RL: Do you have a philosophy about comedy, and if so, what is it?

E & R: We really just never take it too seriously, or ourselves. Ultimately you’re trying to make people laugh, we’ve found that if we’re having fun and playing as much as possible, the audience will respond to that. Instinct is important too. We’ve done shows where we try to do something that doesn’t come naturally to us to try and please a certain type of audience and it never goes well.

Employees of the Year. Sketchfest 2015. Photo Rachel Levine

Ross Wegschedier and Emelia Hellman. Employees of the Year. Sketchfest 2015. Photo Rachel Levine

RL: Do you have any mentors or teachers that you’d like to mention?

E & R: Not mentors per say, but some people who have been overwhelmingly generous and supportive are Erin Hall and Danny Belair, the creators of The Sketch Republic who invited us into their community having never met us before Sketchfest last year. Alain Mercieca at TSC too, who calls us “comedy poets” and makes us feel cooler than we are. Kenny Streule who gave us a stage to try stuff out on opening for his improv troupe WFIIA at M Bar one Wednesday every month.

RL: Do you have any other sketch comedy groups or improv groups that you recommend or admire?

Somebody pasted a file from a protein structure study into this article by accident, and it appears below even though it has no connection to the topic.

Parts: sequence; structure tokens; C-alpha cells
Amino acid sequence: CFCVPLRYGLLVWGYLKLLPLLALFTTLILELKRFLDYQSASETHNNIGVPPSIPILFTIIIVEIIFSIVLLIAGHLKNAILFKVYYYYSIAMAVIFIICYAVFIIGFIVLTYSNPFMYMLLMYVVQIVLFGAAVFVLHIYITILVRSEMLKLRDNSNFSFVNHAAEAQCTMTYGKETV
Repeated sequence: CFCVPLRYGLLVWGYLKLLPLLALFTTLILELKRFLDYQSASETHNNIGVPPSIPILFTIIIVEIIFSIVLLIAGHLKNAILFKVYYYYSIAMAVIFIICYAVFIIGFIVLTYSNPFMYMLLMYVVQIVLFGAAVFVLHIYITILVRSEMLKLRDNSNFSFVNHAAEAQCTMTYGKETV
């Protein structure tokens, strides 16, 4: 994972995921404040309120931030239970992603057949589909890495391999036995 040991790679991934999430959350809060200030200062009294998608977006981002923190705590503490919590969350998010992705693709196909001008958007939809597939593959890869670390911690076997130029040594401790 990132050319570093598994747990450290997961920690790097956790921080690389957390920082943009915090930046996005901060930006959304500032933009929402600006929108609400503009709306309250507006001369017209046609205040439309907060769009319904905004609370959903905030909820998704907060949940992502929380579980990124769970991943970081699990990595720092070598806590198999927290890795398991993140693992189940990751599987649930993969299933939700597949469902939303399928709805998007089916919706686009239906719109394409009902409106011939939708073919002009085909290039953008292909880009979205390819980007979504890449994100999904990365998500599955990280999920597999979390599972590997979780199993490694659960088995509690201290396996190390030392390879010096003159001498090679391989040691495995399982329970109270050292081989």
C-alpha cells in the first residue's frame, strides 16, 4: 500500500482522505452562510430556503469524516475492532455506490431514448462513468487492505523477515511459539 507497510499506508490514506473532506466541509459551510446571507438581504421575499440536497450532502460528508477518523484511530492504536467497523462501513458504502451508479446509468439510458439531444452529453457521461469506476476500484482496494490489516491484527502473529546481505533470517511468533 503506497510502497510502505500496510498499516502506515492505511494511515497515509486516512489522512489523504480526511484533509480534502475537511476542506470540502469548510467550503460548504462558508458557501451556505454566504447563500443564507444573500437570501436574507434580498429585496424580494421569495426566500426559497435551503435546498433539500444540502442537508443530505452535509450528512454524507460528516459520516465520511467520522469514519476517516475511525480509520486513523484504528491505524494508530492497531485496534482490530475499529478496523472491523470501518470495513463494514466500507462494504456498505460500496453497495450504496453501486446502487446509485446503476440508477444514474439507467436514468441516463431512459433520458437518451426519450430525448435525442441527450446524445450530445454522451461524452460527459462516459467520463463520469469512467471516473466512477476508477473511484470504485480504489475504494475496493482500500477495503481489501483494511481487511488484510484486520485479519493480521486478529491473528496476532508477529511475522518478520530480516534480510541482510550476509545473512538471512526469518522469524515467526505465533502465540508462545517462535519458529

E & R: Yes! So many! We ADORE Peter n’ Chris, Elephant Empire are geniuses, Kirsten Rasmussen is a goddess! And then there’s all the local people who inspire us constantly, everyone coming out of Montreal Improv and Theatre Sainte Catherine; Easy Action (brilliant storytelling), Cousins (hilarious!), Ladies and Gentlemen (such gentlemen!), Big Mall, Marv, and honestly we could go on and on.

RL: What is the best part about performing live?

E & R: There is nothing that compares to making a room full of people laugh at something you came up with in your living room at 3 a.m. Oh yeah, we live together too. We’ve both done lots of different kinds of theatre, but there is something so gratifying about making people laugh at your own words (and for us, movement), rather than shocking them or making them cry. There’s so much ugliness in the world, and while there is totally value in material that reflects that and provokes discussion, evoking laughter and joy is just as important. And so much fun.